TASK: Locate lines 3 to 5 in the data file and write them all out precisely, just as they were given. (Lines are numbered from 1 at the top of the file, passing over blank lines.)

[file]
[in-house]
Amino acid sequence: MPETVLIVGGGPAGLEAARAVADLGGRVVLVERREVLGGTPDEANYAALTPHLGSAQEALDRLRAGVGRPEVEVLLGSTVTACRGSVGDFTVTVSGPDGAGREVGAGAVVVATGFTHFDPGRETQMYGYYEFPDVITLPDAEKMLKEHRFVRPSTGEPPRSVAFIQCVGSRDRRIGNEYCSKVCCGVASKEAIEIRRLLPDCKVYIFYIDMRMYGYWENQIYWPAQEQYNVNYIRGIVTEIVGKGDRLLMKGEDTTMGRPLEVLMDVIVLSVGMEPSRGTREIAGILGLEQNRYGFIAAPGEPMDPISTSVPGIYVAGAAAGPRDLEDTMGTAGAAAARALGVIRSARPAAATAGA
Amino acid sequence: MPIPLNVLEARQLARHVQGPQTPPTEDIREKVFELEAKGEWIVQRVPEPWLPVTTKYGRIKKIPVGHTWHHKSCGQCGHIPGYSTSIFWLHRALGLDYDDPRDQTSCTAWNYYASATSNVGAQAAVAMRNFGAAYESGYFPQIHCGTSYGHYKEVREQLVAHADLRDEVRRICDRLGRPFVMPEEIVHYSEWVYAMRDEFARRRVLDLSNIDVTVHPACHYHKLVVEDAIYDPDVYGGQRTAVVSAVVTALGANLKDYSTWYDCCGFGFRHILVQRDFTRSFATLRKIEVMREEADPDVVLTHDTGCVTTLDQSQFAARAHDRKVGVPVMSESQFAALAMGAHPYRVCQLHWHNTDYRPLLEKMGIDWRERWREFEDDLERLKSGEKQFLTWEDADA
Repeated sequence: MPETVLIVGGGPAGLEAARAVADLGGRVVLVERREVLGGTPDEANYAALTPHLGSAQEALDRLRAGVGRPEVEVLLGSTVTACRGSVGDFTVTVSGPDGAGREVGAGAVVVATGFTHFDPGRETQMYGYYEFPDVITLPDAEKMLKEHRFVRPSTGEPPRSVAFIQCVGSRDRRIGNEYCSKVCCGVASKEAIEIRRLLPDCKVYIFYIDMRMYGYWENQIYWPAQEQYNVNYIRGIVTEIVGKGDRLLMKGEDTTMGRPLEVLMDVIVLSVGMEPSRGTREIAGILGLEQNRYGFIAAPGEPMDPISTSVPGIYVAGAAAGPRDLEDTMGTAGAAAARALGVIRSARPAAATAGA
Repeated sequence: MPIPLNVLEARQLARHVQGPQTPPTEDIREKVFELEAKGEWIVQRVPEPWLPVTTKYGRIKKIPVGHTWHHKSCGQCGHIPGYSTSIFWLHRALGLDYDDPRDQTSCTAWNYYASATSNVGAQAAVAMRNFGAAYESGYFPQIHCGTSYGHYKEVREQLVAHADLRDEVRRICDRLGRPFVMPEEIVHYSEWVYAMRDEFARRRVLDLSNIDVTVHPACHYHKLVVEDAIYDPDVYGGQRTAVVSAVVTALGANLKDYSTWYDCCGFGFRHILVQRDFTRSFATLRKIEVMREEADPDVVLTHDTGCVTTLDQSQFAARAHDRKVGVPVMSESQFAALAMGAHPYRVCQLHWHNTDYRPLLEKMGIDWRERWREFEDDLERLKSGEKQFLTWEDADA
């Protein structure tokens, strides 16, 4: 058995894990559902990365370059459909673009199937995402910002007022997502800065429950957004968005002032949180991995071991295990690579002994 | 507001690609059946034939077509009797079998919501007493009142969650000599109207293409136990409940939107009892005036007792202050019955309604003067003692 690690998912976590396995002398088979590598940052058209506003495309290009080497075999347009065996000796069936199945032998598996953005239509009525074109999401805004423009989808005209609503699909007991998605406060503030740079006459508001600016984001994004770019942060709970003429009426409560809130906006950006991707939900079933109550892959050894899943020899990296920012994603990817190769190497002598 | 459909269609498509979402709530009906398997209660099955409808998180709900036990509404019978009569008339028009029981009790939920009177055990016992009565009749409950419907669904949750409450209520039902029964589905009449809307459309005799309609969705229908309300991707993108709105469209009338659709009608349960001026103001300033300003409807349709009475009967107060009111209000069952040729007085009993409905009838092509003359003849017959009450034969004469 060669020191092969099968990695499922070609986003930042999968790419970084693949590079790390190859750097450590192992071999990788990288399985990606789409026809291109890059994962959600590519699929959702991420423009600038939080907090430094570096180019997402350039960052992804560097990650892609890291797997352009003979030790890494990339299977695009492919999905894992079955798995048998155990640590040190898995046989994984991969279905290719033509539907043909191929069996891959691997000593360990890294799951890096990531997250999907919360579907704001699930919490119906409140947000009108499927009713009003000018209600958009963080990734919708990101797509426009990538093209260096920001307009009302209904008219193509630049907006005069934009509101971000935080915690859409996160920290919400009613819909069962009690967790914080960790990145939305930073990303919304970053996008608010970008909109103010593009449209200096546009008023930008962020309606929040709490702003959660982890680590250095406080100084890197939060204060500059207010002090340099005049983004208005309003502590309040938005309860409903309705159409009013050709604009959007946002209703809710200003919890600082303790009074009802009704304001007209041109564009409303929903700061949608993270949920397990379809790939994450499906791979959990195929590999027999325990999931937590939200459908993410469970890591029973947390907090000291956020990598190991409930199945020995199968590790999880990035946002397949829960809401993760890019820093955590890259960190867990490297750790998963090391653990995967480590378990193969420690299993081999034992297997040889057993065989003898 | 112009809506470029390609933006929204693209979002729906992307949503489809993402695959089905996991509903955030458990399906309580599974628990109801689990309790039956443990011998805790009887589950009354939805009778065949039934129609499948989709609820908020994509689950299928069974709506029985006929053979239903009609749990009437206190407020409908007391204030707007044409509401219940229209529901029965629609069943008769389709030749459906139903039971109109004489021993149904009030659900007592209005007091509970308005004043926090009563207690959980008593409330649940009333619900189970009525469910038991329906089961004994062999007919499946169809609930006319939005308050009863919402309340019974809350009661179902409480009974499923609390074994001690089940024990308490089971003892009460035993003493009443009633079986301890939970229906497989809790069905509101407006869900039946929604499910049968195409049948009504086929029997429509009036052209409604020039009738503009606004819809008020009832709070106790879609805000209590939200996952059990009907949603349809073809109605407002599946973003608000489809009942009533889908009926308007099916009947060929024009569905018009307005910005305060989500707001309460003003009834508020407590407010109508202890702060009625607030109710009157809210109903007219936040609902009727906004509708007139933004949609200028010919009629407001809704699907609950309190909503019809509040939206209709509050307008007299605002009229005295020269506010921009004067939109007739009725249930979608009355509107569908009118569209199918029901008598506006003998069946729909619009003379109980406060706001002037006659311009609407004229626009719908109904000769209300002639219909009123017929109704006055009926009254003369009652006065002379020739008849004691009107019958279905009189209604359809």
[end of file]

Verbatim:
Amino acid sequence: MPIPLNVLEARQLARHVQGPQTPPTEDIREKVFELEAKGEWIVQRVPEPWLPVTTKYGRIKKIPVGHTWHHKSCGQCGHIPGYSTSIFWLHRALGLDYDDPRDQTSCTAWNYYASATSNVGAQAAVAMRNFGAAYESGYFPQIHCGTSYGHYKEVREQLVAHADLRDEVRRICDRLGRPFVMPEEIVHYSEWVYAMRDEFARRRVLDLSNIDVTVHPACHYHKLVVEDAIYDPDVYGGQRTAVVSAVVTALGANLKDYSTWYDCCGFGFRHILVQRDFTRSFATLRKIEVMREEADPDVVLTHDTGCVTTLDQSQFAARAHDRKVGVPVMSESQFAALAMGAHPYRVCQLHWHNTDYRPLLEKMGIDWRERWREFEDDLERLKSGEKQFLTWEDADA
Repeated sequence: MPETVLIVGGGPAGLEAARAVADLGGRVVLVERREVLGGTPDEANYAALTPHLGSAQEALDRLRAGVGRPEVEVLLGSTVTACRGSVGDFTVTVSGPDGAGREVGAGAVVVATGFTHFDPGRETQMYGYYEFPDVITLPDAEKMLKEHRFVRPSTGEPPRSVAFIQCVGSRDRRIGNEYCSKVCCGVASKEAIEIRRLLPDCKVYIFYIDMRMYGYWENQIYWPAQEQYNVNYIRGIVTEIVGKGDRLLMKGEDTTMGRPLEVLMDVIVLSVGMEPSRGTREIAGILGLEQNRYGFIAAPGEPMDPISTSVPGIYVAGAAAGPRDLEDTMGTAGAAAARALGVIRSARPAAATAGA
Repeated sequence: MPIPLNVLEARQLARHVQGPQTPPTEDIREKVFELEAKGEWIVQRVPEPWLPVTTKYGRIKKIPVGHTWHHKSCGQCGHIPGYSTSIFWLHRALGLDYDDPRDQTSCTAWNYYASATSNVGAQAAVAMRNFGAAYESGYFPQIHCGTSYGHYKEVREQLVAHADLRDEVRRICDRLGRPFVMPEEIVHYSEWVYAMRDEFARRRVLDLSNIDVTVHPACHYHKLVVEDAIYDPDVYGGQRTAVVSAVVTALGANLKDYSTWYDCCGFGFRHILVQRDFTRSFATLRKIEVMREEADPDVVLTHDTGCVTTLDQSQFAARAHDRKVGVPVMSESQFAALAMGAHPYRVCQLHWHNTDYRPLLEKMGIDWRERWREFEDDLERLKSGEKQFLTWEDADA